Regulations put in place on 15 April prohibit new fisheries from exploiting certain species of forage fish from zero to three miles offshore.
With similar regulations in place in Washington and Oregon state waters (0-3 miles) and in federal waters coast-wide (3-200 miles), this action completes protections that apply to all US ocean waters on the West Coast from shore out to 200 miles.
“California just took a bold step toward ecosystem-based management of our oceans,” said Geoff Shester, senior scientist at campaign group Oceana. “By protecting the foundation of the ocean food web before new fisheries develop, California has safeguarded healthy fishing communities and ocean wildlife for generations to come.”
Demand for fishmeal
Demand is increasing for forage fish used to produce fishmeal for aquaculture and agriculture industries, but the new regulations prevent commercial fisheries from developing these small schooling fish unless and until there is careful consideration and analyses of potential effects on the ocean ecosystem and existing fisheries will ensure larger predators have enough to eat.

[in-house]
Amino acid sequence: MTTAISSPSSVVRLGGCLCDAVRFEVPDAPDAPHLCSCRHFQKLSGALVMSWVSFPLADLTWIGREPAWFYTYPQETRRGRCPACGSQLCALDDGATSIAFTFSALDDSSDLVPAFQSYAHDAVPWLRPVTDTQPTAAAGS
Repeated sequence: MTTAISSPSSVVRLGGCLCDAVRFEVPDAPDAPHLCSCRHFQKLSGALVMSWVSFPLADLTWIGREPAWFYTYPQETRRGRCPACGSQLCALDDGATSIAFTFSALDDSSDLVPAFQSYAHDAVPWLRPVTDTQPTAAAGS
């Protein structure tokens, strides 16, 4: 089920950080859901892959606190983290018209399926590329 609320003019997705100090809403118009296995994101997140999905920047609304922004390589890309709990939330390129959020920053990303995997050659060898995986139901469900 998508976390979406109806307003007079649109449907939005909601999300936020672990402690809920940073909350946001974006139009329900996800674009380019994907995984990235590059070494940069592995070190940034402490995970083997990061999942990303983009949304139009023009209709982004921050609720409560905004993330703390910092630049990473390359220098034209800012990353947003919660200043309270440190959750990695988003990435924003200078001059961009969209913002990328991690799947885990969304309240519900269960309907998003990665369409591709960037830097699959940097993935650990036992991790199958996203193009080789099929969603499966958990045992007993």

The new regulations do not affect existing fisheries for forage species such as squid, sardines, anchovy or herring; however, they prevent new forage species from becoming subject to directed target until potential impacts can be evaluated.
The species protected – including smelts, myctophid lanternfish, sand lance, saury, squids, silversides, and grunion – together comprise roughly 70 per cent of the total weight of forage species in ocean waters off the West Coast, according to recent models.
The new regulations can be found here.
Published: 19/04/2017 at 1:32 am